Maybe it’s just us Boston mesothelioma lawyers, but it seems like there have been many more instances of asbestos-related violations lately.
It could be that the Massachusetts Department of Environmental Protection is finally getting serious about asbestos exposure, or maybe construction and real estate officials have become lax in their treatment of this potentially fatal mineral.
Exposure to asbestos in Boston can be life-threatening if it turns into a diagnosis of mesothelioma, a rare and incurable form of cancer. Many schools have been in the news recently because they are finally cleaning up asbestos that has been in their gymnasiums, walls, piping and boiler rooms for decades.
Asbestos was used for most of the 20th Century in buildings throughout the country. New England buildings are old and historic and there’s no doubt that many schools, museums and factories were built with asbestos.
In Natick, a real estate broker has been fined $41,235 by the state’s DEP because he didn’t correctly remove asbestos. The broker has said he wasn’t the one who removed the asbestos, but rather was told to do so by a subcontractor.
In February 2009, the broker hired a contractor who didn’t have an asbestos license to remove asbestos insulation from a house in Worcester, according to the allegations. When the house was inspected by state officials along with the storage facility in Upton where the asbestos had been taken, they found the material hadn’t been removed, transported, labeled or packaged according to state regulations, the agency said.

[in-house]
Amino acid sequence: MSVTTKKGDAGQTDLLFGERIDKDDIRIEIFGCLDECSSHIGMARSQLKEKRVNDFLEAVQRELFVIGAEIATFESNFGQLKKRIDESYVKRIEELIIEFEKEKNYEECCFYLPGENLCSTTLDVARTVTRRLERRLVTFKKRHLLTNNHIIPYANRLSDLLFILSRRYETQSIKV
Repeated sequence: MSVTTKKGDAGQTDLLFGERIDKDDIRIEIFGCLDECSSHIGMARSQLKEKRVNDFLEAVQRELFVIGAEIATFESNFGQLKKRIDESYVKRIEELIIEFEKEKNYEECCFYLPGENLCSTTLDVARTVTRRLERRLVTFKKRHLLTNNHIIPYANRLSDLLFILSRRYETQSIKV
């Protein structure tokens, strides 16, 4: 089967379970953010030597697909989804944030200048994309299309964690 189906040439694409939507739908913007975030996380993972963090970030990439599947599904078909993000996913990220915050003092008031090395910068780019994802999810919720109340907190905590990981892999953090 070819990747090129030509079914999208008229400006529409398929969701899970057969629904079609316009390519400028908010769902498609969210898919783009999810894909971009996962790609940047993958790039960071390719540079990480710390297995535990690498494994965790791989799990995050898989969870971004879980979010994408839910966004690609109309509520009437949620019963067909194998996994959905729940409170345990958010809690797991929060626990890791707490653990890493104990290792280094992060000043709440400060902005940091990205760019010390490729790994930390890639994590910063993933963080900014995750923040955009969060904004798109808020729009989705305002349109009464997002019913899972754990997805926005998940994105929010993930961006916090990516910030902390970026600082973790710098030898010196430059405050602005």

The broker was then forced to hire a licensed asbestos contractor to remove the asbestos and make sure the home’s basement and the storage unit were no longer contaminated with the asbestos. He was fined $35,100 plus another $6,135 penalty that will be withheld as long as the broker doesn’t have any more violations in the next two years, the newspaper reports.
In lieu of a fine, the broker offered to put together an educational program for brokers who, like him, may not have been aware of the liability in such cases. That offer was rejected, he said.
I think all Massachusetts residents can appreciate that the state is going to great lengths to make sure our buildings — both old and newly renovated — are free from asbestos. By now, we all know that asbestos is highly dangerous and can lead to certain death upon diagnosis of mesothelioma.
While asbestos has never been officially banned in the United States, its dangers are well known. There is no excuse for this dangerous material to be used in our buildings so that people are put at risk. And while contractors are busy working quickly to maximize profits, they cannot overlook the dangers of renovation of an older building.
There’s no reason that buildings should still contain this very old and very dangerous natural mineral. It should not only be replaced with a safer alternative, but disposed of so no one else can be exposed and injured by it. Both construction professionals as well as real estate officials must listen up and take this seriously.
Jeffrey Glassman Injury Lawyers provide representation of victims exposed to asbestos who have been diagnosed with mesothelioma in Boston and throughout Massachusetts and New England. Call (617) 777-7777 for a free and confidential consultation to discuss your rights.
More Blog Entries:
Businessman Sentenced to Prison For Exposing Many to Asbestos in New England, Elsewhere: October 5, 2011
Leominster Developer Fined $100,000 For Not Removing Asbestos: August 30, 2011
Natick real estate broker fined for asbestos violation, by Scott O’Connell MetroWest Daily News